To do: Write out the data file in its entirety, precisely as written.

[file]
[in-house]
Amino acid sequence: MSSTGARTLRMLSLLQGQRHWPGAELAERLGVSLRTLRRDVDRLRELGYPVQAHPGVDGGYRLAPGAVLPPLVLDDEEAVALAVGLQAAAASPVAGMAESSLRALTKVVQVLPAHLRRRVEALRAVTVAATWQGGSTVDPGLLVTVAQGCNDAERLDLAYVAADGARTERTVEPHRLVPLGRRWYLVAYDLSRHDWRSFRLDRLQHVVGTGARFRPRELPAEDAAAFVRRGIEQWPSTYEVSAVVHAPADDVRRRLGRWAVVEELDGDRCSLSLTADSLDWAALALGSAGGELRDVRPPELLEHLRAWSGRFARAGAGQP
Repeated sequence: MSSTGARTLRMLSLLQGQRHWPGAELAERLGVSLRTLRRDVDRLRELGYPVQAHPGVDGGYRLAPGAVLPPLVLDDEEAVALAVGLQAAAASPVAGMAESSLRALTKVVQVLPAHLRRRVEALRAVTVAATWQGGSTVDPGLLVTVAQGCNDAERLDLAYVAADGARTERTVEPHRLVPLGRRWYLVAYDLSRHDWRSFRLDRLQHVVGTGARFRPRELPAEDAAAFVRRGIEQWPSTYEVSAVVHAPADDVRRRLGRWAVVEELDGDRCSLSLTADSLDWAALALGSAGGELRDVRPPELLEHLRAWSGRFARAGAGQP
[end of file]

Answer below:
[in-house]
Amino acid sequence: MSSTGARTLRMLSLLQGQRHWPGAELAERLGVSLRTLRRDVDRLRELGYPVQAHPGVDGGYRLAPGAVLPPLVLDDEEAVALAVGLQAAAASPVAGMAESSLRALTKVVQVLPAHLRRRVEALRAVTVAATWQGGSTVDPGLLVTVAQGCNDAERLDLAYVAADGARTERTVEPHRLVPLGRRWYLVAYDLSRHDWRSFRLDRLQHVVGTGARFRPRELPAEDAAAFVRRGIEQWPSTYEVSAVVHAPADDVRRRLGRWAVVEELDGDRCSLSLTADSLDWAALALGSAGGELRDVRPPELLEHLRAWSGRFARAGAGQP
Repeated sequence: MSSTGARTLRMLSLLQGQRHWPGAELAERLGVSLRTLRRDVDRLRELGYPVQAHPGVDGGYRLAPGAVLPPLVLDDEEAVALAVGLQAAAASPVAGMAESSLRALTKVVQVLPAHLRRRVEALRAVTVAATWQGGSTVDPGLLVTVAQGCNDAERLDLAYVAADGARTERTVEPHRLVPLGRRWYLVAYDLSRHDWRSFRLDRLQHVVGTGARFRPRELPAEDAAAFVRRGIEQWPSTYEVSAVVHAPADDVRRRLGRWAVVEELDGDRCSLSLTADSLDWAALALGSAGGELRDVRPPELLEHLRAWSGRFARAGAGQP